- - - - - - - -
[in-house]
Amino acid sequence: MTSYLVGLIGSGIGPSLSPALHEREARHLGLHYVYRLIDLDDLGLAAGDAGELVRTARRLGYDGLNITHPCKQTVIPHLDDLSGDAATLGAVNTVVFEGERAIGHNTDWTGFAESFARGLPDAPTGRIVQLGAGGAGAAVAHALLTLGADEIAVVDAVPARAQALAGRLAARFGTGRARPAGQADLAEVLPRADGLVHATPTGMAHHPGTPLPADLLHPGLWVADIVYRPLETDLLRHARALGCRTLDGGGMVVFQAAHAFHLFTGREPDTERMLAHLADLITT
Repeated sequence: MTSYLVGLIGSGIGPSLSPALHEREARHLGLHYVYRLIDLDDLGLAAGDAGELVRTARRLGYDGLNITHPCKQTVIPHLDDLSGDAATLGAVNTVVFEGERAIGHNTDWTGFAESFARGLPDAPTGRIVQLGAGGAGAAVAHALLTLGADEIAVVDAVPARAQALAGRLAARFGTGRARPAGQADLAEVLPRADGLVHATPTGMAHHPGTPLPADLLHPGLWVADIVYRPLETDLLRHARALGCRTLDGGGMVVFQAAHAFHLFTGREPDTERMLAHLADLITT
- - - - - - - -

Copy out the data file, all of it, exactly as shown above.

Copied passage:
[in-house]
Amino acid sequence: MTSYLVGLIGSGIGPSLSPALHEREARHLGLHYVYRLIDLDDLGLAAGDAGELVRTARRLGYDGLNITHPCKQTVIPHLDDLSGDAATLGAVNTVVFEGERAIGHNTDWTGFAESFARGLPDAPTGRIVQLGAGGAGAAVAHALLTLGADEIAVVDAVPARAQALAGRLAARFGTGRARPAGQADLAEVLPRADGLVHATPTGMAHHPGTPLPADLLHPGLWVADIVYRPLETDLLRHARALGCRTLDGGGMVVFQAAHAFHLFTGREPDTERMLAHLADLITT
Repeated sequence: MTSYLVGLIGSGIGPSLSPALHEREARHLGLHYVYRLIDLDDLGLAAGDAGELVRTARRLGYDGLNITHPCKQTVIPHLDDLSGDAATLGAVNTVVFEGERAIGHNTDWTGFAESFARGLPDAPTGRIVQLGAGGAGAAVAHALLTLGADEIAVVDAVPARAQALAGRLAARFGTGRARPAGQADLAEVLPRADGLVHATPTGMAHHPGTPLPADLLHPGLWVADIVYRPLETDLLRHARALGCRTLDGGGMVVFQAAHAFHLFTGREPDTERMLAHLADLITT